Wash the fabric at the hottest water temperature recommended on the garment's care label. Double-check the area to ensure the stain is gone before tossing the item in a clothes dryer. You might even need to let the fabric air dry to be sure. It can sometimes be difficult to tell if a stain is fully gone from a wet, dark fabric. If the stain remains, repeat the stain removal treatment steps.
Note: A high heat dryer can fuse the sap or pitch with the fibers and make removing it even more difficult to get out.
How to Remove Sap From Shoes
Freeze the Sap
Place the shoes in a plastic bag and set them in the freezer for a few hours. Alternatively, put some ice cubes in a small plastic bag and set the bag onto the sap to harden it. Freezing is helpful when there is a large blob of sap on the shoes;
Scrape Off the Sap
Check the sap to make sure it is frozen hard; if not, freeze it some more. Scrape off the bulk of the sap with a butter knife, a spoon, or a hard plastic scraper. Ideally, you want to pop off the sap blobs; don't overwork them, which can melt the sap and spread the stain further.
Remove the Residue
Apply rubbing alcohol to a paper towel or cotton ball, then dab the stain to remove the residual sap. Move to a fresh area of the towel as it becomes dirty. Repeat until the stain is gone. You can also use a variety of oily substances, such as WD-40, mayonnaise, or peanut butter, to remove the sap, but all of these leave a stain you must remove. Note: Do not use these steps on suede.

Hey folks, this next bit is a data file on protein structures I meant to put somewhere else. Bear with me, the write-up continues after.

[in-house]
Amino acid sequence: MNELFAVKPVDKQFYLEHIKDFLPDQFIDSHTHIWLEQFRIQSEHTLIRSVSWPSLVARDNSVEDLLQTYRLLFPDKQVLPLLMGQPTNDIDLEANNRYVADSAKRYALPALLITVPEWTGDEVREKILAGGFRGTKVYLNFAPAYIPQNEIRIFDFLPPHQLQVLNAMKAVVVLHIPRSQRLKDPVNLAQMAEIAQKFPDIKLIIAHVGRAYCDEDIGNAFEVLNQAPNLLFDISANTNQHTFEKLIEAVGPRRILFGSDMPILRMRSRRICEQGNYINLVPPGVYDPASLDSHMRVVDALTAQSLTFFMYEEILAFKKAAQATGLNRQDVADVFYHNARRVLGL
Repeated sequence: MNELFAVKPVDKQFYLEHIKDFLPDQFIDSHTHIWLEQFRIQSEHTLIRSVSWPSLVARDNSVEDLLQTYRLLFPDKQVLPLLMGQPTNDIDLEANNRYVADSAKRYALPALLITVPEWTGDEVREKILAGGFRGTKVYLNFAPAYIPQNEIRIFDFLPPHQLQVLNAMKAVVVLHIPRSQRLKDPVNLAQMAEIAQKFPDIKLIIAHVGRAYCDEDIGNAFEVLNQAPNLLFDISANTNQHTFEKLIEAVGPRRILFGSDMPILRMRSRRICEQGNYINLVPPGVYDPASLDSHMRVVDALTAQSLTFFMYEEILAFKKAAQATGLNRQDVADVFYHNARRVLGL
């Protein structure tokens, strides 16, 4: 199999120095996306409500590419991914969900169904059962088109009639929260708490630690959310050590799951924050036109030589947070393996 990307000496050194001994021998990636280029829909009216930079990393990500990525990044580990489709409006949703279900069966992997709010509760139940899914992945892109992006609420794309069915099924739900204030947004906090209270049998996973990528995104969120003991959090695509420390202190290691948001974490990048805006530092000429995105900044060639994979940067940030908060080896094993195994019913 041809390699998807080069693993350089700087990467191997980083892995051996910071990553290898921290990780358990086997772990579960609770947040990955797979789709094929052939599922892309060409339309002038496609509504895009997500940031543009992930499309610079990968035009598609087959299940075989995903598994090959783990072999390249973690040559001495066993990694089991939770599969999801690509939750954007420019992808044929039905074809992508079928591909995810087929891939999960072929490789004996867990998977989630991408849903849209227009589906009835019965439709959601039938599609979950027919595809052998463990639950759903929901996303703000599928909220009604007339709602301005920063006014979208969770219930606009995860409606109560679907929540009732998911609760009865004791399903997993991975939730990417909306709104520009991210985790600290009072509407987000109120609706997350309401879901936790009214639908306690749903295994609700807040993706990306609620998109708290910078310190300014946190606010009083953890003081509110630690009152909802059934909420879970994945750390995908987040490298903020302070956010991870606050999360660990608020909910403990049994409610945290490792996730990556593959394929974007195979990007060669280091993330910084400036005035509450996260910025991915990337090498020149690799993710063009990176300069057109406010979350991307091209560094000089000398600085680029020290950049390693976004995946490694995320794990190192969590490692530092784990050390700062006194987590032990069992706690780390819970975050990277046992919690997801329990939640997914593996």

How to Remove Sap From Carpet or Upholstery
Lift the Sap
Check the stained area. If you see beads of sap or tar, put some ice in a plastic bag and place it over the stain. Let the ice harden the sap for about 15 minutes, then remove the ice and try to pull up as much of the hardened sap as possible by hand or scraping with a butter knife or spoon.
Mix a solution of two teaspoons of liquid dishwashing detergent with one cup of hot water. Use a soft-bristled brush to work the solution into the carpet or upholstery.
Blot and Rinse
Use a paper towel to blot away the soapy solution as the stain is loosened. Next, wipe the area with a towel dipped in plain, cool water to remove the soapy residue, and then blot dry with a paper towel.
Vacuum the Carpet or Upholstery
Allow the stained area to air dry completely (usually overnight; don't apply heat), then vacuum the carpet or upholstery to lift the fibers.
Additional Tips for Removing Tree Sap
If the stain persists, you should repeat the above steps until the stain disappears. DIYers report some success with other home remedies.
- Suncreen: Spray or dab a small amount of sunscreen on the stained area and gently rub the fabric together, then launder as usual.
- Ice and Vinegar: Another DIY method is the combination of an ice cube plus vinegar. Using an ice cube, freeze the sap stain, scraping off the residue. Next, dip a cloth in vinegar and gently rub the stain until it’s no longer visible. Rinse the stain under running water, then launder it as usual.
- Extra care with upholstery: Do not saturate upholstery with soap cleaner. Too much soap solution can cause mold and mildew problems in the cushions.